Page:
Last updated: 10th Jun, 2021
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At the end of March 2020, I started creating my own blog. In this post, read about:
- what goes on in the first 4 months of blogging
- what challenges you may face
- how and where to write your blog
- how I create my posts
- how much money I’ve spent so far
- how much time I spend for my blog
- things I would do differently if I were at the beginning again, and more.
CHOOSING THE PLATFORM FOR YOUR BLOG
I first started my blog on the Wix.com platform. After about three weeks, I already had a pretty nice website.
Wix.com is a platform on which you can quickly create a beautiful website. It’s easy to use and gives fast results. I can’t judge the pros and cons because I’ve only been on wix.com for a month.
WordPress runs about 36% of all existing websites. Most bloggers swear by WordPress.org.
After about a month later, I found that most blogs are set up on WordPress.org. Besides, WordPress runs about 36% of all websites.
I decided to create my blog on WordPress as well.
There are two different WordPress platforms. One is wordpress.com, the other is wordpress.org. Bloggers usually choose wordpress.org.
I also chose wordpress.org. Why?
- More creative freedom (more themes and possibilities of theme personalization).
- A possibility to use plugins. Plugins are add-ons for the website for different purposes – from security, contact forms, analytics, e-newsletter subscription forms, and much more.
- Greater freedom in advertising on the website.
- Your own domain. At wordpress.com, the domain is https://yourname.wordpress.com (you can change this if you pay extra).
- There are WordPress ads on wordpress.com (which you can’t remove unless you pay extra) and from which you earn nothing.
Read more about the differences between wordpress.com and wordpress.org.
CHOOSING A DOMAIN NAME AND HOSTING FOR YOUR BLOG
I immediately bought the domain and hosting. At wordpress.org you don’t have another choice anyway.
Choosing a domain name
The following tips helped me when i was choosing a domain name:
- Do not use numbers in the domain. This eliminates the need to explain if there is a number or a word in the domain name.
- Do not use hyphens in the domain. It’s a matter of personal taste, but as a general rule, they should be avoided.
- Use a local domain extension (for Slovenia, it’s .si) if your site will only be intended for readers from your country.
On the other hand, .com is an international extension. I didn’t know where my blog was going to take me. I didn’t want to have two domains. So I chose .com.
If you are only planning to write for your local audience, it is better to have a local extension (for Slovenia, it would be .si)
- For me, it was important to choose a domain name that is understood and can be written by locals and foreigners [Edited in November 2020: my first domain name was planettina.com]
- As a general rule, duplicate letters should be avoided if this requires clarifications about the spelling.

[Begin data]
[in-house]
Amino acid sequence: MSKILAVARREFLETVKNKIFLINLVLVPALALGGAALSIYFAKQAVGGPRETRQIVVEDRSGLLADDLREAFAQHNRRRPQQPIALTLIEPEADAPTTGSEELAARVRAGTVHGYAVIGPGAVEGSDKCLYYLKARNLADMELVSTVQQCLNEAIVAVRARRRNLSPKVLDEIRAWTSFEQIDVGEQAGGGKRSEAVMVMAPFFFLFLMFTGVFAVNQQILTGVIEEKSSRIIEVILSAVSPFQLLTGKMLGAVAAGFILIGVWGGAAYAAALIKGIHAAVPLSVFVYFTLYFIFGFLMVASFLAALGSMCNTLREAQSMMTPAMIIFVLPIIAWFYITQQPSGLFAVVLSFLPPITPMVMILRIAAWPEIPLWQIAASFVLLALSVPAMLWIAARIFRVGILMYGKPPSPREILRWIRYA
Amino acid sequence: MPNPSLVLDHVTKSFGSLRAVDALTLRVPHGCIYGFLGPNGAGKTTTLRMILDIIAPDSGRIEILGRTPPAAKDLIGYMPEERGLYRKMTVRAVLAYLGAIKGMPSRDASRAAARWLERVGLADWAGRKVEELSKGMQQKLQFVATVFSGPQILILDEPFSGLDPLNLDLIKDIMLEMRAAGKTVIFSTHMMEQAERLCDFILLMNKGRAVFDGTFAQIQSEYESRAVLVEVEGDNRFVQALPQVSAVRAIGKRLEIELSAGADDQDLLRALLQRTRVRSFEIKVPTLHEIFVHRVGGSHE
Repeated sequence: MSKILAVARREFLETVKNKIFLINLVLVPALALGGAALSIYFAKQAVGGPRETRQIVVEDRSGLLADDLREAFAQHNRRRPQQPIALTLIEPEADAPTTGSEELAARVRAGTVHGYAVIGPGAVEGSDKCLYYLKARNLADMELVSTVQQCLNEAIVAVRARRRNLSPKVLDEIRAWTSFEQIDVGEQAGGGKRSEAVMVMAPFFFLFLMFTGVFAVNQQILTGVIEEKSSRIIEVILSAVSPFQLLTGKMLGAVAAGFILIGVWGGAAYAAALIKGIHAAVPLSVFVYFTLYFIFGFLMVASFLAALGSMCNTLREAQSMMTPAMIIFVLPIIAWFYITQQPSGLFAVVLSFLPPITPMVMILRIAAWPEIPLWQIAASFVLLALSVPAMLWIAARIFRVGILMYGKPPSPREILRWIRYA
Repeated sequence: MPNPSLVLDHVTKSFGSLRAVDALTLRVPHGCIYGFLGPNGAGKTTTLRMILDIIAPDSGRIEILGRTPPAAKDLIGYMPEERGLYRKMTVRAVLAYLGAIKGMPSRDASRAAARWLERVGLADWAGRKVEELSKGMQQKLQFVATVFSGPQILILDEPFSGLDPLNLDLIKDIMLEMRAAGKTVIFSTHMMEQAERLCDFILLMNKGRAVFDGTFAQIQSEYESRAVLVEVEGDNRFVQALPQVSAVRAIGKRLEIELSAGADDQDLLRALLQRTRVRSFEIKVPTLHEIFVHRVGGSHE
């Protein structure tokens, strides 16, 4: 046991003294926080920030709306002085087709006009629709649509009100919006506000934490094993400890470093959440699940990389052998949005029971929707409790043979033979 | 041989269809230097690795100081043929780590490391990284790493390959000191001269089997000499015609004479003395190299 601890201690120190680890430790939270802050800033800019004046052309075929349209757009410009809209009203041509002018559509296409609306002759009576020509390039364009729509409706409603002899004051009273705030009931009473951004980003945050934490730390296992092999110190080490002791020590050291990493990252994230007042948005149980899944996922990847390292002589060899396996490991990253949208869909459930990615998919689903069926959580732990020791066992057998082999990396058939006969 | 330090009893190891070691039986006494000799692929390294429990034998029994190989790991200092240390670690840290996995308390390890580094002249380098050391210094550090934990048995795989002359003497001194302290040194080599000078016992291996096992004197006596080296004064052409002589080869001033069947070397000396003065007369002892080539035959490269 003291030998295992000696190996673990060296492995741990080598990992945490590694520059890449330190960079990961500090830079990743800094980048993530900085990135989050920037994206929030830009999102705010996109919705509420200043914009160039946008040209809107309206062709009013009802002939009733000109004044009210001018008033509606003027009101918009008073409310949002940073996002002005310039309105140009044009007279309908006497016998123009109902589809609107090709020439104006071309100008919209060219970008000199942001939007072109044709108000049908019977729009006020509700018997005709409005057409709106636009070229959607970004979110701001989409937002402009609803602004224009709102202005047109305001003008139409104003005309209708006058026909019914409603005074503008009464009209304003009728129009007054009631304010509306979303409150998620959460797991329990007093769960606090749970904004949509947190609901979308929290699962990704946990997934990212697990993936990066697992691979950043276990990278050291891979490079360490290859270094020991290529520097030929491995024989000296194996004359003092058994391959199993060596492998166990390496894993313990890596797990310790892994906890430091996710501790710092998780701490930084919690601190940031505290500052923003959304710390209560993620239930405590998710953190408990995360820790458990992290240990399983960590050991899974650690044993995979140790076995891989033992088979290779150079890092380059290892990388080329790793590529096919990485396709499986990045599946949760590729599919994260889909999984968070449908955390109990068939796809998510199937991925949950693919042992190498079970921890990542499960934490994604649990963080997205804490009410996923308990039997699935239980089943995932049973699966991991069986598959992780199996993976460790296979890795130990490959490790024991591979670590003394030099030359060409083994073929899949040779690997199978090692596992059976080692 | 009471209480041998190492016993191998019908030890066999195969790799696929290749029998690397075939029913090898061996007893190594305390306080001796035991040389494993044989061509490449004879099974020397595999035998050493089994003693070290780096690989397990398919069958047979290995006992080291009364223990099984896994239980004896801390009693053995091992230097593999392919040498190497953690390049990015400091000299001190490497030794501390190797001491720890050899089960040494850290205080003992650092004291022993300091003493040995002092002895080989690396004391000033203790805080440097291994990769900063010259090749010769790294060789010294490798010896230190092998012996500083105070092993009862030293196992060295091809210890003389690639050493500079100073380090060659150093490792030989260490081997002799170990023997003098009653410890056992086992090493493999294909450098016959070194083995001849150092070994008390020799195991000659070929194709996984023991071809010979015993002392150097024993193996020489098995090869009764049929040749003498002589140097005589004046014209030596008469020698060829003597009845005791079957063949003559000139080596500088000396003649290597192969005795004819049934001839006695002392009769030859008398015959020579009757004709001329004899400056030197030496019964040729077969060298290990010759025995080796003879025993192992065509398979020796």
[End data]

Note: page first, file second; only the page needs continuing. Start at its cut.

- If you plan to sell your blog in the future or would like to keep it as an option, don’t use your name in the domain. It is better to use something more generic and from your niche.
An example would be healthydeliciousmeals.com, if you’ll have an international blog with recipes.
CHOOSING A THEME FOR YOUR BLOG
The next day after paying for the domain and hosting, my domain was registered. I started choosing the theme for my blog (the look of the website).
I spent a day or two picking a theme. I chose the Bard Pro theme from WP Royal themes.
My theme has a one-time payment system. Payment includes the theme, updates, and support. Some themes require license renewal if you want to keep the support and the updates.
A good support system is extremely important because you will have a lot of questions about setting up your blog. The support of Bard Pro is fast, kind, and efficient – I’m very happy with it.
Important: choose a theme from trusted providers. Otherwise, you may have problems with updates, plugins, and security.
LEARNING ABOUT WORDPRESS
After choosing the theme for my blog, I began learning about WordPress.
- For almost every plugin, there is a YouTube guide on how to set it up. A great channel for WordPress help is Ferdy Korpershoek’s channel.
- If I were at the beginning again, I would buy an online course and learn about blogging and WordPress. WordPress can be confusing if you learn everything from scratch on your own.
Which plug-ins did I install in the first four months?
- A plugin for the security of the website: Wordfence security
- A plugin for the contact form: Contact form 7
- A plugin against spam in the comments: Antispam Bee
- A plugin to display the Instagram feed: Feed Them Social – for Twitter feed, Youtube, Pinterest and more
- A plugin for saving messages from the contact form: Flamingo
- A plugin for the cookie consent: GDPR Cookie Consent
- A plugin for sending out e-mail campaigns and setting up the sign-up form: Mailchimp
- A plugin for Google Analytics: Site Kit by Google
- A plugin for backing up the website: UpdraftPlus – Backup/Restore
- A plugin for speeding up the website: W3 Total Cache
- A plugin for SEO optimization: Yoast SEO (Ferdy Korpershoek’s YouTube guide helped me set it up correctly).